BROOKSVILLE — Departing Hernando County Administrator David Hamilton has identified two dozen priority projects in a transition plan he will present to the County Commission on Tuesday.
The only question is whether Hamilton's hope to work for the next two months to get those projects on track will be fulfilled or whether his employment will end during Tuesday's commission meeting.
On Wednesday, in an e-mail to commission Chairman Jim Adkins that was copied to all county employees, Commissioner Jeff Stabins, a longtime critic of Hamilton, called for his immediate firing after an attorney representing the administrator requested his full severance package, totaling nearly $90,000, after he completes the next two months.
The county attorney's office, in reviewing the request from Hamilton's lawyer, determined that commissioners have three choices Tuesday: Accept the offer made by Hamilton's attorney, make a counteroffer or take up Commissioner John Druzbick's original motion from Oct. 25 and terminate Hamilton immediately, according to a memo released Thursday.
That motion was tabled after Hamilton offered to leave after Dec. 31.
Hamilton makes his pitch for staying in the form of a lengthy memo that serves as his strategic transition plan, which was released Thursday in the commission's agenda packet.
Allowing him to stay in place until the end of the year would allow Hamilton "the opportunity to manage several ongoing projects while working with staff to initiate strategic projects that will be beneficial to Hernando County in the future,'' Hamilton wrote.
"In short, the next two months would be focused on ensuring that the next administrator is presented with a game plan containing ongoing accomplishments that would keep Hernando County and the county board moving forward,'' according to the memo.
Hamilton explains that his list of priorities includes projects that are on tap immediately and others that should be started, and he acknowledges that two months is not much time to get things rolling.
One of Hamilton's main focuses would be to work with newly chosen members of the county leadership team on day-to-day issues.
He invites the leadership team, county commissioners and the county attorney's office to add their input on the list of projects and concepts to be discussed.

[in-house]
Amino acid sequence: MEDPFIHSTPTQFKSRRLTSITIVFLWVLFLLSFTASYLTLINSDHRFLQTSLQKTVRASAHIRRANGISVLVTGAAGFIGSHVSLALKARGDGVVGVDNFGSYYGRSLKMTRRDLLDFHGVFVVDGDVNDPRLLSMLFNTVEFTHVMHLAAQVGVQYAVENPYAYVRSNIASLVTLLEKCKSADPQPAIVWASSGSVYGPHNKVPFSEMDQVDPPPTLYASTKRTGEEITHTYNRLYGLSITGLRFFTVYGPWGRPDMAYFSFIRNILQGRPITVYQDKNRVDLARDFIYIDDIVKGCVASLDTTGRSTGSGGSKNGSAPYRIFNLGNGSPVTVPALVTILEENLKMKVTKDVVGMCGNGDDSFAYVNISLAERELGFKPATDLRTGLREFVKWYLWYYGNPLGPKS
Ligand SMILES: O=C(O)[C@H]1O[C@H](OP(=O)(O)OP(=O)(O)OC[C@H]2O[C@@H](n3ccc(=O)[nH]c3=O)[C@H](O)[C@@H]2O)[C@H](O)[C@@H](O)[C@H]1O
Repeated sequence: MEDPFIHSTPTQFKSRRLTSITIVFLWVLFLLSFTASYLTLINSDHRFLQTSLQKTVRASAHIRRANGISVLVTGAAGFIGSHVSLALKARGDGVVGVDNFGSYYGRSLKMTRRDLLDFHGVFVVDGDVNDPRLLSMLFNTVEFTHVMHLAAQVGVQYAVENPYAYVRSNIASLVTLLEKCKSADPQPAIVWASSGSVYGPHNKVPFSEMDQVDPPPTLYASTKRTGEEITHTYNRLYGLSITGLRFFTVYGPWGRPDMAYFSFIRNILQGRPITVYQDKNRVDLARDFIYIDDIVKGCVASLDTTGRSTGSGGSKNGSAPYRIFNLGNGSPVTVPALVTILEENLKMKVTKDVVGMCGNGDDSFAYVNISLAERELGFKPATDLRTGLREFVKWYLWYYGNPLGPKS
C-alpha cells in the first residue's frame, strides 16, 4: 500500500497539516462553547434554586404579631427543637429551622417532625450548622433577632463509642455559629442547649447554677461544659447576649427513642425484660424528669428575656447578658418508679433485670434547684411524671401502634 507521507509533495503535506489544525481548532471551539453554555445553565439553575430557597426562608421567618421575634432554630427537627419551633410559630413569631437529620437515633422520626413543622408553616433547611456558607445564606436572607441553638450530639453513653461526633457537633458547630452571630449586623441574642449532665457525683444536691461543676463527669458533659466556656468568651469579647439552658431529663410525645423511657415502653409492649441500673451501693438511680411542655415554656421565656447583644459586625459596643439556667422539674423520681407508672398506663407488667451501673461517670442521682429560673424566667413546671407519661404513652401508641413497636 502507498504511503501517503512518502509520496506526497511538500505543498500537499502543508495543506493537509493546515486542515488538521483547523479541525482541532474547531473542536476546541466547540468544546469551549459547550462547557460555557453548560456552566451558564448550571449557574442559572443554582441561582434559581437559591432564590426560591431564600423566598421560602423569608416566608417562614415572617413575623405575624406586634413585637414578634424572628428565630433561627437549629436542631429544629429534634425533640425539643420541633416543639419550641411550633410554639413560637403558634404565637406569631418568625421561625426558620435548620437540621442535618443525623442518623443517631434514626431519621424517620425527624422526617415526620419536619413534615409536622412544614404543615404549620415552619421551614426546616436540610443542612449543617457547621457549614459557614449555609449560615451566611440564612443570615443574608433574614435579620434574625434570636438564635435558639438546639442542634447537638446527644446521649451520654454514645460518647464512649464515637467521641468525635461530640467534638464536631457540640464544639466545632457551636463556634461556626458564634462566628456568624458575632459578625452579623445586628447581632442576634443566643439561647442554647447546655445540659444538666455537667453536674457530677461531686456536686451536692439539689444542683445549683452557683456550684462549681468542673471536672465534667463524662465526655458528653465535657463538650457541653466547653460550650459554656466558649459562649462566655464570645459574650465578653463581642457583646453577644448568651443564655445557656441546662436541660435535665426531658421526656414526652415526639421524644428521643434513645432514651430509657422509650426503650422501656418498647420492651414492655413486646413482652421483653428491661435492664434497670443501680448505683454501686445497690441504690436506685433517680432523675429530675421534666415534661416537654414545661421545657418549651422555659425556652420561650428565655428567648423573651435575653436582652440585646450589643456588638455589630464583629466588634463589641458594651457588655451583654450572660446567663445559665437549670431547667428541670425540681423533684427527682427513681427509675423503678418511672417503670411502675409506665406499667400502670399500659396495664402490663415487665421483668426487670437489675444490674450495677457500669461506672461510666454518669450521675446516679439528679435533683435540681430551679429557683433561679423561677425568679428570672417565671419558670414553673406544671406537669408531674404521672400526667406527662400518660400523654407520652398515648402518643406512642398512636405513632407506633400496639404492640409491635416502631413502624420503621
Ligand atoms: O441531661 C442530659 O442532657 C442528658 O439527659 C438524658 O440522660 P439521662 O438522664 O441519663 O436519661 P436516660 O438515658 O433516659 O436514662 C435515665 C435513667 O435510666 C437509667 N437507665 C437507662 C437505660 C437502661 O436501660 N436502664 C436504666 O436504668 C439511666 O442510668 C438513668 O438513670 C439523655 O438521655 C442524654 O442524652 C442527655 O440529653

"In this way, we will not only be working on the individual projects listed below, we will more importantly be developing a Hernando County Strategic Plan with buy-in from key administrative and political levels,'' he wrote.
Hamilton's priority list includes projects such as completing the Hernando Beach Channel dredge, merging Spring Hill and Hernando County fire-rescue functions, continuing work on infrastructure projects in south Brooksville, solving the vexing problem of lime rock road maintenance and implementing the new garbage franchise agreement on Jan. 1.
Ongoing budget issues, aggravated by declining property values, are the focus of many of the priority tasks, including creating a more uniform health insurance plan for county employees, creating a comprehensive pay plan for employees and solving salary inequities among employee groups.
Ten of the projects on Hamilton's list are issues related to the county's elected constitutional officers. They include jail renovations and long-term funding for the jail for the sheriff, budget forecasts for the clerk of the circuit court and a permanent storage facility for the supervisor of elections.
Hamilton, 62, came to Hernando County in March 2008 and earns a salary of $135,000 a year.
Commissioners are also expected to discuss steps to choose Hamilton's replacement during Tuesday's meeting.
Barbara Behrendt can be reached at firstname.lastname@example.org or (352) 848-1434.